Considerations for every type of cloud implementation

Considerations for every type of cloud implementation

Preparing to Surf the Clouds

Like any technology, it’s important to plan for cloud computing. See “Key Questions” for a list of questions that you need to be able to answer before going into a cloud, regardless of whether it is private, hybrid or public.

First, you’ll need to analyze all existing processes and determine what can be automated. In particular, full provisioning automation requires that approvals can be delegated in order to remove manual approval steps. Once that’s done it’s important to identify security and compliance needs for the applications and data. Different countries have different privacy laws, so it’s important to understand how those might impact you. The locations where data is stored must be taken into consideration in terms of privacy laws, jurisdiction and so on.

You’ll also want to ask who the provider uses for the various functions to support you and what access they will have to your data and applications. Probably the two key questions clients haven’t been asking are around exit strategies and what the service-level agreement (SLA) really covers. For the SLA, it’s important to read the fine print and ensure that every component in your cloud is included. If it only covers the Web servers but not the data, then the SLA has no teeth. You also need to ensure it’s clear what’s meant by an outage in the SLA.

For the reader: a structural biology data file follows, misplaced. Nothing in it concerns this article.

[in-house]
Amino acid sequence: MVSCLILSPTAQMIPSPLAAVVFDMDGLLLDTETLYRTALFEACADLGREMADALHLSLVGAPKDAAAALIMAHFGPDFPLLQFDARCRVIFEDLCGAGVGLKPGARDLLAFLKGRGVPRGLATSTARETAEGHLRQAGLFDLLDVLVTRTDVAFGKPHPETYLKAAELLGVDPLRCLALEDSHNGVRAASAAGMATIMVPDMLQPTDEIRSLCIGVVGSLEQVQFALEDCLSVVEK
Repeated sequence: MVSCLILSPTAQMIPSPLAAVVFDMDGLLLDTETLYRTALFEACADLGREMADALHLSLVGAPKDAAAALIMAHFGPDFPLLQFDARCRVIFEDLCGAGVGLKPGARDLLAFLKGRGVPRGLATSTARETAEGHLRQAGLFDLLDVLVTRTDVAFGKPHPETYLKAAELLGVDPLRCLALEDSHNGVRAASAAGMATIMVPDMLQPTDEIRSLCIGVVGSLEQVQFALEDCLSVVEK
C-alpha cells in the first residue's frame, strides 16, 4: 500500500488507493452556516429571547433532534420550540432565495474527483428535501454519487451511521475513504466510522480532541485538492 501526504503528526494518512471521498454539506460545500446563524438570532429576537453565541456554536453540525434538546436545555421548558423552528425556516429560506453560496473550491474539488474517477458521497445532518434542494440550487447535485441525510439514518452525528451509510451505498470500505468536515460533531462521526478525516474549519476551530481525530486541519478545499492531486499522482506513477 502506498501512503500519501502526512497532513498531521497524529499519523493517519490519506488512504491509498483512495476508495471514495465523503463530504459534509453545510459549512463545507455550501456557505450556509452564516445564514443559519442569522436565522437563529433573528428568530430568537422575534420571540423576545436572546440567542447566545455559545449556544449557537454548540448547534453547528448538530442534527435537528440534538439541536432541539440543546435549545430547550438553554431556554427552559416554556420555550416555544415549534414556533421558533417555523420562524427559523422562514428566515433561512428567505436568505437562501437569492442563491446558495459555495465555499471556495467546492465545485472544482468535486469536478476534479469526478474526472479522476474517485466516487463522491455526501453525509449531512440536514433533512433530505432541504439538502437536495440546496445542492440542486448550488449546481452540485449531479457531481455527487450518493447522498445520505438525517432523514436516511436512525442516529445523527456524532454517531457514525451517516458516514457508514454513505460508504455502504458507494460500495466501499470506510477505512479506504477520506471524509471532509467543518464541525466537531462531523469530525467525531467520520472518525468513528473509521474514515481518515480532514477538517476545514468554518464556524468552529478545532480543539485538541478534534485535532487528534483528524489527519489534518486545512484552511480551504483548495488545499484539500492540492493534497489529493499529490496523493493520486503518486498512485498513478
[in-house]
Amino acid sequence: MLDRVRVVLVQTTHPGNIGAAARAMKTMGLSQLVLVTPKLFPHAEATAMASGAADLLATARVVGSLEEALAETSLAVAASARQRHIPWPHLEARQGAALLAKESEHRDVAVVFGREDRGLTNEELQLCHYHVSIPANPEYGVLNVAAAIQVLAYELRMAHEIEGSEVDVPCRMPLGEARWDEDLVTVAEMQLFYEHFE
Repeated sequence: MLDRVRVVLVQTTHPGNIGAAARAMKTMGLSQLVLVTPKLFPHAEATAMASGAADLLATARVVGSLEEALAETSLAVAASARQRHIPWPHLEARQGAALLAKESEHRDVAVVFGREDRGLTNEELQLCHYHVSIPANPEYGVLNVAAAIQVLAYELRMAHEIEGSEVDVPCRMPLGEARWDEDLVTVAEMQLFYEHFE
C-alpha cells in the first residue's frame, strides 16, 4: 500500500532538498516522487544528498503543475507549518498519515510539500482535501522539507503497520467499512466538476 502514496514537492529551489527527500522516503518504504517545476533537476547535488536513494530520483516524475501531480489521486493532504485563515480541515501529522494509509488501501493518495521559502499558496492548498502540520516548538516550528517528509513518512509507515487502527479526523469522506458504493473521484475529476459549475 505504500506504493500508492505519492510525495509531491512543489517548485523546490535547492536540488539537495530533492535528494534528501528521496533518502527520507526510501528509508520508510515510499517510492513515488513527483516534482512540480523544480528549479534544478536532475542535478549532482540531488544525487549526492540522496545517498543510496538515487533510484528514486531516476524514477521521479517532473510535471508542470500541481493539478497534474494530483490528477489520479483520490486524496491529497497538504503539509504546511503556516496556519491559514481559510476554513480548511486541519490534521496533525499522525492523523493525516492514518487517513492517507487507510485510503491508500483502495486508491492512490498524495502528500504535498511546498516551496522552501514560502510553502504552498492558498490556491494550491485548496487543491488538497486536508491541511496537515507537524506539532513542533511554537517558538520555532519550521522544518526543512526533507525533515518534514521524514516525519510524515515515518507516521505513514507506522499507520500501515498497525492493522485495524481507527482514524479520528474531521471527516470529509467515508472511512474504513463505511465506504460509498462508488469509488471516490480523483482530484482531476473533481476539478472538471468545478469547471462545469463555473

Exit strategy is another critical issue. When moving into a cloud you need to plan for what happens if the cloud provider has legal problems, goes insolvent, has financial problems, gets broken into or just decides to get out of the business. At least four cloud providers have decided to get out of the business in the last year, so this isn’t a remote possibility. A good exit strategy should cover how you get your data back in a format you can use and how you plan to replace those applications that are in the cloud, especially if you didn’t write them or are in an SaaS environment. There have been some significant cloud outages or shutdowns in the past three years, so it’s important to look into these issues.

Cloud Takeaways

Cloud computing offers considerable savings, especially once you migrate to hybrid and public clouds. However, it’s important to be able to answer some key questions and properly plan for the worst case. Remember: Putting something in the cloud doesn’t mitigate your responsibility for it. It doesn’t go over well with compliance organizations when you try to explain, “The cloud ate your data.”

Jaqui Lynch is an independent consultant, focusing on enterprise architecture, performance and delivery on Power Systems with AIX and Linux.

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